Okazaki fragments are short DNA nucleotide sequences with an RNA primer at the 5′ end that are synthesized discontinuously and later joined by the enzyme DNA ligase to form the lagging strand during DNA replication.
- While researching the replication of bacteriophage DNA in Escherichia coli in 1968, Reiji Okazaki and his wife, Tsuneko Okazaki, discovered the Okazaki fragments.
- In bacteria and bacteriophage T4, Okazaki fragments range in length from 1000 to 2000 nucleotides, whereas in eukaryotes, they are approximately 150 to 200 nucleotides long.
Discovery of Okazaki fragments
- In 1963, when Tsuneko and Reiji Okazaki began studying DNA replication at Nagoya University, Japan, they concluded that semiconservative replication of DNA could be explained if daughter strands of DNA were produced in vivo by a discontinuous mechanism.
- They closely investigated the replication point to see if the daughter strand, which was developing in the 3’–5′ direction (lagging strand), may be synthesized as short fragments in the 5’–3′ direction, which is the direction opposite to the daughter DNA’s actual extension. If this were true, linking these small pieces would allow the daughter strand to lengthen.
- To verify discontinuous strand replication, Okazaki conducted a pulse-chase experiment.
- Actively replicating DNA was first combined with “hot” tritiated nucleotides for a brief pulse lasting around 5 seconds. The radioactive nucleotides were integrated into DNA strands throughout the five seconds.
- Okazaki quickly isolated the DNA by chasing after the pulse for varied durations with “cold” unlabeled nucleotides.
- After centrifuging, the DNA was checked for radioactivity. Most radioactivity was discovered in the small fragments higher in the tube following centrifuging with short chases of around 7 to 15 seconds. However, the lower, larger strands had more radiation after prolonged chases.
- This proved that small fragments on the lagging strand originate during synthesis, followed by their combination and incorporation into much bigger strands.
- These short fragments of DNA were named “Okazaki fragments” by Rollin Hotchkiss in 1968 at the Cold Spring Harbor Symposium on the Replication of DNA in Micro-organisms.
Formation of Okazaki fragments
- The DNA replication fork is formed when the double helix is unwound, and the enzyme DNA helicase splits the complementary strands during DNA replication.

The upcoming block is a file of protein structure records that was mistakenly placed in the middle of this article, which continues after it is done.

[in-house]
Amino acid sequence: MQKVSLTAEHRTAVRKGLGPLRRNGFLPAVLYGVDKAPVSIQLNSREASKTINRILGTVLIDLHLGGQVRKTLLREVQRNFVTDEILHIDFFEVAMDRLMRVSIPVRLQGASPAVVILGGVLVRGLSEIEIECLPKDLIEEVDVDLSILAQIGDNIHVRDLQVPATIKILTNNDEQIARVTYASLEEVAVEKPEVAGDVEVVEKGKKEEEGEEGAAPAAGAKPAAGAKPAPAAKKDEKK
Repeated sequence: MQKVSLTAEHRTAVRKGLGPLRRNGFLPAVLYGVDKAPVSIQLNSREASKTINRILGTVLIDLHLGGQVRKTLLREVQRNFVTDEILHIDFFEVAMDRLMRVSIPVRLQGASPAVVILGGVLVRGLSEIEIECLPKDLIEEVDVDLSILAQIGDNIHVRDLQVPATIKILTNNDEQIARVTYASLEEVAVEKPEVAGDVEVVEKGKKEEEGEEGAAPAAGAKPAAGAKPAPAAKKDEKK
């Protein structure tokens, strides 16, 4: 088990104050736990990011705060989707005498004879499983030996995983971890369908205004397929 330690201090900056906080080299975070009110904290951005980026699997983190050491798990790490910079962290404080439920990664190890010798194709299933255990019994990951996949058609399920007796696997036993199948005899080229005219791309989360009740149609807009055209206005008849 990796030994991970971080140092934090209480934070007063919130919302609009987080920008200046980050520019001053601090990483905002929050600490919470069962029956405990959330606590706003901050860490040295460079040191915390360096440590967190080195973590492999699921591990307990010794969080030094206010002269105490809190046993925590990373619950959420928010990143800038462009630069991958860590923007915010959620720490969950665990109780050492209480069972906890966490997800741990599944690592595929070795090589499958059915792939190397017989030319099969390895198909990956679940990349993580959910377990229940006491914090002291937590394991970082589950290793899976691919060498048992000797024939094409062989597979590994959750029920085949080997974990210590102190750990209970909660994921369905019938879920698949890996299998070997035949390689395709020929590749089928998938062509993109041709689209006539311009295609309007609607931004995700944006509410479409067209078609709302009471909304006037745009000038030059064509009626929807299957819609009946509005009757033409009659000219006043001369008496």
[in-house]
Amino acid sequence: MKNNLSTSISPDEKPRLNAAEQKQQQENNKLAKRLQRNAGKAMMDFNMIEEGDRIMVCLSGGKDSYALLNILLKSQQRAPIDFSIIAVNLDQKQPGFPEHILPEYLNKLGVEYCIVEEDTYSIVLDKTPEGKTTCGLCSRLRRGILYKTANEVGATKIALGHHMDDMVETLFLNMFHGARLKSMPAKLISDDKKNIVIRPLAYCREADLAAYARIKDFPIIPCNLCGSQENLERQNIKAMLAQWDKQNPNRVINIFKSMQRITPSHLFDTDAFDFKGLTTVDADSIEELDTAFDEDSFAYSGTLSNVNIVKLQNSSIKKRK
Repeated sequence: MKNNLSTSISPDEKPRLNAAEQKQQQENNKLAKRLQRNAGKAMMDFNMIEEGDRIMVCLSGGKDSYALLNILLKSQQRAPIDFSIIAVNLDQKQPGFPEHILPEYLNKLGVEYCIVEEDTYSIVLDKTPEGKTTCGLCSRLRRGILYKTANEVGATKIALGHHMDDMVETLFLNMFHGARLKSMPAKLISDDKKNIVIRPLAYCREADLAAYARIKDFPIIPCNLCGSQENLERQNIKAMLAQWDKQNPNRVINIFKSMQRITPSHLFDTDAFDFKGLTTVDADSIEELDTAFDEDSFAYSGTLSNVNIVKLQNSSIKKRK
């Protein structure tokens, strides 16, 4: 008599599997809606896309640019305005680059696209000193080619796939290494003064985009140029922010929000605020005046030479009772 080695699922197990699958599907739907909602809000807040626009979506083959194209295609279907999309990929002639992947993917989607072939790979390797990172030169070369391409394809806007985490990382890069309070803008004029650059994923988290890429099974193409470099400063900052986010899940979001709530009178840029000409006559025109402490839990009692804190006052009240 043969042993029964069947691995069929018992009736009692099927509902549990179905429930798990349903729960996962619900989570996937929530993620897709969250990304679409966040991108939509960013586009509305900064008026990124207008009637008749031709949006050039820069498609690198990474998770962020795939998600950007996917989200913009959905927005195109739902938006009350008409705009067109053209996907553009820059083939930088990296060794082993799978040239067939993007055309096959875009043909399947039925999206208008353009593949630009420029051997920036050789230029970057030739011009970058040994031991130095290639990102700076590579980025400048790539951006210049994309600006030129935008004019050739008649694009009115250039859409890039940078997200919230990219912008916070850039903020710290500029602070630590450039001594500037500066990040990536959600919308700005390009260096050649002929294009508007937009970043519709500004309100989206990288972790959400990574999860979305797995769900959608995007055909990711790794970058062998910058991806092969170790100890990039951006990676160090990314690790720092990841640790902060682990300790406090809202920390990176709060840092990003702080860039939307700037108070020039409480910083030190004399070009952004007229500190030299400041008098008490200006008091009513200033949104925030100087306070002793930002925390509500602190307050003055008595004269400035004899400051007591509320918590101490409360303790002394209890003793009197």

- Following the replication fork, DNA primase and DNA polymerase begin to act to create a new complementary strand.
- The two unwound template strands are reproduced in various ways due to the enzymes’ limited ability to operate in the 5′ to 3′ direction.
- Since the template strand of the leading strand has 3′ to 5′ directionality, DNA polymerase can assemble the leading strand while continuing to follow the replication fork. As a result, the leading strand goes through a continuous replication process.
- Due to the template strand’s 5′ to 3′ directionality, which prevents continuous strand formation, DNA polymerase must move backward from the replication fork to make the lagging strand. As a result, the lagging strand’s creation experiences periodic breaks.
- RNA primers made by primase are the starting point for synthesizing each Okazaki fragment. DNA polymerase δ in eukaryotes and DNA polymerase I in prokaryotes then extends it close to the replication fork.
- The primase and polymerase move in the opposite direction of the fork, so the enzymes must repeatedly stop and start again while the DNA helicase breaks the strands apart.
- Each new Okazaki fragment requires a new RNA primer to start the synthesis process.
- The priming occurs in three steps:
- PriA protein displaces SSB proteins from a short stretch of DNA.
- primase (DnaG) binds to PriA.
- Primase synthesizes a short RNA primer of 11-12 bases.
- The DNA Polymerase that is creating the lagging strand releases its hold on the DNA whenever a new Okazaki fragment formation begins, and it moves to a new location to begin constructing a new strand of DNA beginning at the 3′ end of the RNA primer.
- The clamp-loading complex is responsible for disassembling and moving the sliding clamp.
- Only one sliding clamp is released and reattached to a new site out of the two Polymerase III core enzymes in the replisome.
- This is so that just the lagging strand requires frequent removal and reloading of the clamp.
- The primer is later removed by enzymes that have an endonucleolytic activity, such as:
- Ribonuclease H (RNAse H)
- Flap endonucleases (FENs)
- Dna2 helicase/nucleases
FENs are distinct enzymes in eukaryotes, whereas in prokaryotes, the FEN nuclease is a domain of DNA polymerase I.
- It is yet unknown how Okazaki fragments are cleared of RNA-DNA primers.
- Using phosphodiester linkages, DNA ligase joins the fragments to form a continuous DNA strand once they have been formed.
- Given that one of the new strands forms continuously while the other does not, the complete replication process is semi-discontinuous.
Significance of Okazaki fragments
It is essential for DNA replication and cell growth that Okazaki fragments are processed well.
Okazaki fragment defects have the potential to result in strands in the DNA breaking and various chromosomal abnormalities. These chromosome mutations can change appearance, the number of sets, or the number of individual chromosomes.
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